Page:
Make It Old
Make It Old
Inventing Englishness in Four Quartets
It is an irony of the interwar years that an American, T.S. Eliot, became the most influential tastemaker in England. More surprising than Eliot’s didactic ambitions, however, was the way that English writers and critics actually listened, taking up Eliot’s call for innovation through continuity. This chapter demonstrates that Eliot was able to produce such a compelling theory of culture because he both recognized the increasingly transatlantic character of modern England and devoted himself to repudiating America, an effort marked by his adoption of British citizenship in 1927. Exploring such works as Eliot’s Notes toward the Definition of Culture, his early Colombo and Bolo verses, and his late Four Quartets, this chapter argues that a crucial aspect of Eliot’s attempt to renew English culture arises from the intimate way in which he negotiates the threat of Americanization.T.S. Eliot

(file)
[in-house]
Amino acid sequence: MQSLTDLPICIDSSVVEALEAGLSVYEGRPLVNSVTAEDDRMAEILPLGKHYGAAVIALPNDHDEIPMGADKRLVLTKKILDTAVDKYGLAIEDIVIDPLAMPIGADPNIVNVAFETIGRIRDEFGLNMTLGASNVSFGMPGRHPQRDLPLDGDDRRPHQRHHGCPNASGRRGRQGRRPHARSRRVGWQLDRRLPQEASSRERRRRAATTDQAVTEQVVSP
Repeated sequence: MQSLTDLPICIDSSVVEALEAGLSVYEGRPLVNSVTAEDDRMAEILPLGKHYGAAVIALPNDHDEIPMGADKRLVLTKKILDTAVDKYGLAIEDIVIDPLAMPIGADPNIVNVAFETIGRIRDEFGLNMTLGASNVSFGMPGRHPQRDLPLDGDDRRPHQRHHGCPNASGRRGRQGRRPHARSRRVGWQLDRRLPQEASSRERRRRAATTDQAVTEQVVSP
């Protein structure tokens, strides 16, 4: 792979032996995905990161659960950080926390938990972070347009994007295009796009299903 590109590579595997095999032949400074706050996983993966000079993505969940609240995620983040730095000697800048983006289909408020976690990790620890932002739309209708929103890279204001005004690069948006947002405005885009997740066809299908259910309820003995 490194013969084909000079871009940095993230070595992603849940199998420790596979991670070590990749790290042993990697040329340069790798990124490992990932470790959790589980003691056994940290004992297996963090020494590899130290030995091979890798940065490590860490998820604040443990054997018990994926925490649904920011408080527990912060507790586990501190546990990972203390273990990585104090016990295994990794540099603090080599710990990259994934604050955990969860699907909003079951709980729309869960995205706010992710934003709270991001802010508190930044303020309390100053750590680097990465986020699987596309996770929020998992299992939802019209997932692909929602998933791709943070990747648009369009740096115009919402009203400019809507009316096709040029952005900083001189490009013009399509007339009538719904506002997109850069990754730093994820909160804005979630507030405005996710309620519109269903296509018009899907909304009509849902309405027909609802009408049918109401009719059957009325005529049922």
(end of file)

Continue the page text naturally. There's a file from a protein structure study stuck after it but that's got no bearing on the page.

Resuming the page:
Oxford Scholarship Online requires a subscription or purchase to access the full text of books within the service. Public users can however freely search the site and view the abstracts and keywords for each book and chapter.
If you think you should have access to this title, please contact your librarian.